The respondents are a commercial provider of insurance which seeks business from local authorities. They would wish to obtain business which might otherwise go to LAML. LAML was established by a number of London Borough Councils, including the appellants and Harrow London Borough Council (“Harrow”) which joined the proceedings as an interested party. LAML and Harrow have joined cause with the appellants in these appeals. They seek to establish that London local authorities did have power to become members of LAML. They challenge the finding of Stanley Burnton LJ, in his second judgment, that the appellants were in breach of the 2006 Regulations in awarding contracts of insurance to LAML in respect of the financial year 2007/8, outside the tender process in which the respondents participated.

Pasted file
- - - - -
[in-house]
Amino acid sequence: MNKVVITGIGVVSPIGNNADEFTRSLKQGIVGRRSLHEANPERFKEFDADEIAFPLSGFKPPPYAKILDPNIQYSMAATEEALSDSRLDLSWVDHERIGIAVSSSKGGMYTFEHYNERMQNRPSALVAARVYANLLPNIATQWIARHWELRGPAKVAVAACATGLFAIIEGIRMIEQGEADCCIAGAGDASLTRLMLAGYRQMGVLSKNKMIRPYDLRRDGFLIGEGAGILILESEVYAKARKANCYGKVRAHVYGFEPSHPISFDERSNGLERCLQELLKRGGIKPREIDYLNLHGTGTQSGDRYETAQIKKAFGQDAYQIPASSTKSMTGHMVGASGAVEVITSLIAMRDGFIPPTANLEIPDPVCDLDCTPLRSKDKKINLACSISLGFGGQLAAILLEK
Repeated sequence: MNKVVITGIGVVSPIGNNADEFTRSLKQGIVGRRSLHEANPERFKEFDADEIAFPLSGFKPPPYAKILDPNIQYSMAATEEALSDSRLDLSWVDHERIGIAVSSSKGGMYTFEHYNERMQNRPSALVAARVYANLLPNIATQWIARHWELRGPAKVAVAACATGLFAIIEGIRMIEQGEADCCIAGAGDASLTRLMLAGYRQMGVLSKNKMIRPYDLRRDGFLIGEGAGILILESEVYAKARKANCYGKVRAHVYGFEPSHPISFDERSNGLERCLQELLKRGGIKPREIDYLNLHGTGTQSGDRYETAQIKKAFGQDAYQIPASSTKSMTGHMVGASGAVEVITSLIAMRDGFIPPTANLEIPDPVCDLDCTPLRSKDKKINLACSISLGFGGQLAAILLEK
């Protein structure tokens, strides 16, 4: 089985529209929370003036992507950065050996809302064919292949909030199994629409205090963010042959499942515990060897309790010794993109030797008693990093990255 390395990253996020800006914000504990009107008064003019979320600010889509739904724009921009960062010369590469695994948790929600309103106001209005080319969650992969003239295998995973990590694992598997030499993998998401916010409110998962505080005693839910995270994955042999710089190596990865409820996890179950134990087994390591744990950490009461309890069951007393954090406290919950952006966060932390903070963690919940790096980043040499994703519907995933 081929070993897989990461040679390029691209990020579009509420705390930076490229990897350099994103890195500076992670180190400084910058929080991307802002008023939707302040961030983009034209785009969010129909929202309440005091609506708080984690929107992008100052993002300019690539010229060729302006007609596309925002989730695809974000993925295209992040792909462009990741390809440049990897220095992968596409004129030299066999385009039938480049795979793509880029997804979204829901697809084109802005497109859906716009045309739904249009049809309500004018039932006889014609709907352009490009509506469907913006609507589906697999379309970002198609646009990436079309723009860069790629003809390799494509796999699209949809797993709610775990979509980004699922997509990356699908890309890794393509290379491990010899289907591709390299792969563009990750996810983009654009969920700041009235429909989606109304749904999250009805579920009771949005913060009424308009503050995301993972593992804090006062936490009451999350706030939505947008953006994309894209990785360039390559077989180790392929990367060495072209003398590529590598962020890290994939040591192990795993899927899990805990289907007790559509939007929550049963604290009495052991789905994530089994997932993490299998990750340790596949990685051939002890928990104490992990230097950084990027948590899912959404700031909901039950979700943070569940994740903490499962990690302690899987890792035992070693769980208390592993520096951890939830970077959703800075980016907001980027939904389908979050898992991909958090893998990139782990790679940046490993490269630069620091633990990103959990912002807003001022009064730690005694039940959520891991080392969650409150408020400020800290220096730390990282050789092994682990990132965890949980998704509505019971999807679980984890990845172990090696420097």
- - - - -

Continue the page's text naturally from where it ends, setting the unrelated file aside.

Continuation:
Mr Nigel Giffin QC appears for the appellants and Mr Roger Henderson QC for the interested parties. Mr John Howell QC appears for the respondents. By way of introduction, I can say that the issues were succinctly stated by Mr Giffin: first whether the appellants had power to enter into contracts of insurance with LAML and whether those powers were exercised (the vires issue) and, secondly, whether the appellants should have followed the competitive procedure specified in the 2006 Regulations before entering into contracts with LAML (the procurement issue).


For the appellants and interested parties, Mr Giffin made the main submissions on the first issue and Mr Henderson on the second. In their main submissions, they dealt with all issues between the parties, including those raised in a respondent's notice. It was also submitted by the appellants that the respondents were not entitled to relief in either case because of their delay in bringing the proceedings. There was a counterclaim for a declaration.